Book Review: This is Kind of an Epic Love Story

this is kind of an epic love storyThis is Kind of an Epic Love Story
by Kheryn Callender
Young Adult/LGBT/Romance
286 pages
Published October 2018

This incredibly cute queer romance was the YA_Pride Book Club pick this month on Twitter. What I didn’t expect when I picked it up was just HOW GOOD the representation is in this book. First, Ollie, the main love interest, is deaf, and communicates via ASL or written word. This isn’t a huge deal; people just work around it, which is really lovely. There’s a lot of passing phones around with things typed out on them, plus lip-reading and some limited use of signs, many of them described on the page for the reader.

The other amazing representation is how the book treats bisexuality. Both Nate and his best friend Flo are bi; they dated each other before the beginning of the book, but Flo is dating a woman when the book opens, and Nate has a huge crush on Ollie. This is not treated as weird, or even remarkable enough to be noted. They just are interested in more than one gender and it’s completely normal. I love it.

The story itself is really cute; Ollie was a childhood best friend that Nate had a crush on, and he’s come back to town several years later. Turns out Nate’s crush still exists, and the boys start an awkward romance. Nate is the kind of overthinker that constantly sabotages his own happiness, and we see that play out in more than just his relationship with Ollie.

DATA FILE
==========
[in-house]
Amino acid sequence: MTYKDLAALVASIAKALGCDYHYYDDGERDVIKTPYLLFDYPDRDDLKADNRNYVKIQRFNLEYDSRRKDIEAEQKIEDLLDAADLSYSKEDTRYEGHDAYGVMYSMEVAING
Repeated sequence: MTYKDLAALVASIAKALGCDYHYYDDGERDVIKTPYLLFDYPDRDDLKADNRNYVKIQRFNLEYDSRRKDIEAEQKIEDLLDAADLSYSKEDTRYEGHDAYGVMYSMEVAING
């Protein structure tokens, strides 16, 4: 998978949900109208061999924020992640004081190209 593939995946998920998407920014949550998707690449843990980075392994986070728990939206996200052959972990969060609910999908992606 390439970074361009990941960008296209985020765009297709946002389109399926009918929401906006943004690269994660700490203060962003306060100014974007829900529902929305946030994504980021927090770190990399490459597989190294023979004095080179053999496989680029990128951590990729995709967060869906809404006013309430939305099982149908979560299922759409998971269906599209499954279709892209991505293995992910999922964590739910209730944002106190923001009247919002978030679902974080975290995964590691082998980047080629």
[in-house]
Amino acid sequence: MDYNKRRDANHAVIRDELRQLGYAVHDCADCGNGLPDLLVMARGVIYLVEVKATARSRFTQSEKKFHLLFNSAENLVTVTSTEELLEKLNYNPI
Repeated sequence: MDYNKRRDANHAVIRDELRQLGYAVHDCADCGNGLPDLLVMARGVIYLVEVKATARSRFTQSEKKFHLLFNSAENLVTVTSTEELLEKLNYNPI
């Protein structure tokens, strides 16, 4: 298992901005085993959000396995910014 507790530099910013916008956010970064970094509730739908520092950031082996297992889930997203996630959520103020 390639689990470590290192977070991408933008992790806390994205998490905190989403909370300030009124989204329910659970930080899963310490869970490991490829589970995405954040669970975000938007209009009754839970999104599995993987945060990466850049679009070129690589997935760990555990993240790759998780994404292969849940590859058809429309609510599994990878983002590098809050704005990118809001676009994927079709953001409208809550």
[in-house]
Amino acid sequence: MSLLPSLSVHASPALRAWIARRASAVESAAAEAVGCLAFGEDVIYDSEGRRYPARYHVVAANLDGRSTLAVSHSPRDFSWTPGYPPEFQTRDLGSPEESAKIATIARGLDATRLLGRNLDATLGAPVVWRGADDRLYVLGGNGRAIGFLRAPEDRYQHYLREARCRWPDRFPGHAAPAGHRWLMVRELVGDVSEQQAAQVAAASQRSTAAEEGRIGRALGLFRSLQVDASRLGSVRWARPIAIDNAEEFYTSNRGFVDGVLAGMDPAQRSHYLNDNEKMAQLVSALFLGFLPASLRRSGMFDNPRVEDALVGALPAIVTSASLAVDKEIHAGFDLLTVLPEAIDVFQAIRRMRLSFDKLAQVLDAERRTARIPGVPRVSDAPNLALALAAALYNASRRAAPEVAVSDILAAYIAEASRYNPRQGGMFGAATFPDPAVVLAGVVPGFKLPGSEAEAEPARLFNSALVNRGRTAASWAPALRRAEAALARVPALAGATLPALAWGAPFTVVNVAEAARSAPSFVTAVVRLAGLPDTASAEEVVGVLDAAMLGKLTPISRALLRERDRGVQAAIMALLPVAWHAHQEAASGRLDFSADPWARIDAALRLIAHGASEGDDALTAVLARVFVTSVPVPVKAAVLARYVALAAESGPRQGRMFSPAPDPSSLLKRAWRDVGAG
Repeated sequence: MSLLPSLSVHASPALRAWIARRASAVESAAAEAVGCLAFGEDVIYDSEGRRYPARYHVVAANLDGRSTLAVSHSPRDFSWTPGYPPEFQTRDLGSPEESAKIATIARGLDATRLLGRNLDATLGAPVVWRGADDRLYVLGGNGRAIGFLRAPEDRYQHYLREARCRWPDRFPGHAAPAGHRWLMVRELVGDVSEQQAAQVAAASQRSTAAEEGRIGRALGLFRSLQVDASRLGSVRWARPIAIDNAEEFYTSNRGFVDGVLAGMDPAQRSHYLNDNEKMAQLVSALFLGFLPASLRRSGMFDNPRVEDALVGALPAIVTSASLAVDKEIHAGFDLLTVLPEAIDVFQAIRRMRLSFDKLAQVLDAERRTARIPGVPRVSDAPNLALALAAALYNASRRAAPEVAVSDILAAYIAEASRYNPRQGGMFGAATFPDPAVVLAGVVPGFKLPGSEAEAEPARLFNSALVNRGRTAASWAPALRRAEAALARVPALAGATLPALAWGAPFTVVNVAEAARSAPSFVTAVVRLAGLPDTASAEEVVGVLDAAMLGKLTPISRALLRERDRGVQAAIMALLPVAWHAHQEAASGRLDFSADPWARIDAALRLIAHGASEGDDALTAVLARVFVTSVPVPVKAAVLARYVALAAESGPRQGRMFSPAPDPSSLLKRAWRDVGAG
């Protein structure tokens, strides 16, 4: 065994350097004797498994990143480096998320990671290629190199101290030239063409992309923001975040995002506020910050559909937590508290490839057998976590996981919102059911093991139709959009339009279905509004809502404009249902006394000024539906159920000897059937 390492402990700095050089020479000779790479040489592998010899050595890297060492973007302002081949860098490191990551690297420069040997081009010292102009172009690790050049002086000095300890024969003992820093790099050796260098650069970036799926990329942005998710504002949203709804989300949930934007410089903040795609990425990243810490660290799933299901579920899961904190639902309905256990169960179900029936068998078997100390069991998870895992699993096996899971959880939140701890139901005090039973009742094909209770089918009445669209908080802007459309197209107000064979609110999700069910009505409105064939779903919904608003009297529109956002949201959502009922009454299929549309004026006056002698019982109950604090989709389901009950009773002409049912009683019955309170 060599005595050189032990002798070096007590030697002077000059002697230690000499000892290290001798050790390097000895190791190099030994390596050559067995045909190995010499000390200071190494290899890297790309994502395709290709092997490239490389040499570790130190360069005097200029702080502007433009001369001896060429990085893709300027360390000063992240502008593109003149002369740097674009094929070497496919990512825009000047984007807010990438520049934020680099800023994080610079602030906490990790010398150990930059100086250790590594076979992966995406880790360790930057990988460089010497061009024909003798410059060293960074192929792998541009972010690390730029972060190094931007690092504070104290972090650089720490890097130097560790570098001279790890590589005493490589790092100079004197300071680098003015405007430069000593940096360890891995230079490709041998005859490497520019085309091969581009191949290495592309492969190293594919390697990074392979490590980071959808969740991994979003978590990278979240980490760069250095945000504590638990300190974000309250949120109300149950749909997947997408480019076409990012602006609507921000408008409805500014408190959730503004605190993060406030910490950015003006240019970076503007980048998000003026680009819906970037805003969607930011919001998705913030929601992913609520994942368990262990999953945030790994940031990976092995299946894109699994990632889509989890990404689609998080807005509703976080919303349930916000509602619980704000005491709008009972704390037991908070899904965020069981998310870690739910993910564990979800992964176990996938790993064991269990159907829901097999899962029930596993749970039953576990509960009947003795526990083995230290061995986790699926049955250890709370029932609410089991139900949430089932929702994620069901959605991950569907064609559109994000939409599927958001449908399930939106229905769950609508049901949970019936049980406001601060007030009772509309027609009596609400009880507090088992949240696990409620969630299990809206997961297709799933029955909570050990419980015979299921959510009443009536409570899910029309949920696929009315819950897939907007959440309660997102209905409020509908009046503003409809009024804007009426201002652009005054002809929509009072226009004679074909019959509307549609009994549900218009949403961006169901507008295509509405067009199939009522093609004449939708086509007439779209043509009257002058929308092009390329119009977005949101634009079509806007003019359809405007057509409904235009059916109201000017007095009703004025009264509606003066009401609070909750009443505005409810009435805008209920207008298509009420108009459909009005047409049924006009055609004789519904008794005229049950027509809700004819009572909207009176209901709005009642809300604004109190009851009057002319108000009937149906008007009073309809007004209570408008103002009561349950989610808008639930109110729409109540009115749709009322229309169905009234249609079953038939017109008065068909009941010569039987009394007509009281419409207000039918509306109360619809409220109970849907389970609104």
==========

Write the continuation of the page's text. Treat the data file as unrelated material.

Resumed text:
I also really liked that the book didn’t play into the “the first time with the right person is magical and perfect” trope when it comes to sex. No, first times are awkward and sometimes not all that pleasurable, even with the right person. But with the right person, you can get past the awkwardness and try again. It was a much more realistic first sexual experience, I think.

This book was a quick read, with great minority rep, from racial to sexual to disability rep. The story was great. I liked also that the romance wasn’t the only focus of the story; Nate’s relationships with his friends were also important to the plot. Great book.

From the cover of This is Kind of an Epic Love Story:

Nathan Bird doesn’t believe in happy endings.

Although he’s the ultimate film buff and an aspiring screenwriter, Nate’s seen the demise of too many relationships to believe that happy endings exist in real life.

Playing it safe to avoid a broken heart has been his MO ever since his father died and left his mom to unravel – but the strategy is not without fault. His best-friend-turned-girlfriend-turned-best-friend-again, Florence, is set on making sure Nate finds someone else. And in a twist that is rom-com-worthy, someone does come along: Oliver James Hernández, his childhood best friend.

After a painful mix-up when they were little, Nate finally has the chance to tell Ollie the truth about his feelings. But can Nate find the courage to pursue his own happily ever after?

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Book Review: Autoboyography

autoboyographyAutoboyography
by Christina Lauren
YA LGBT Romance
416 pages
Published 2017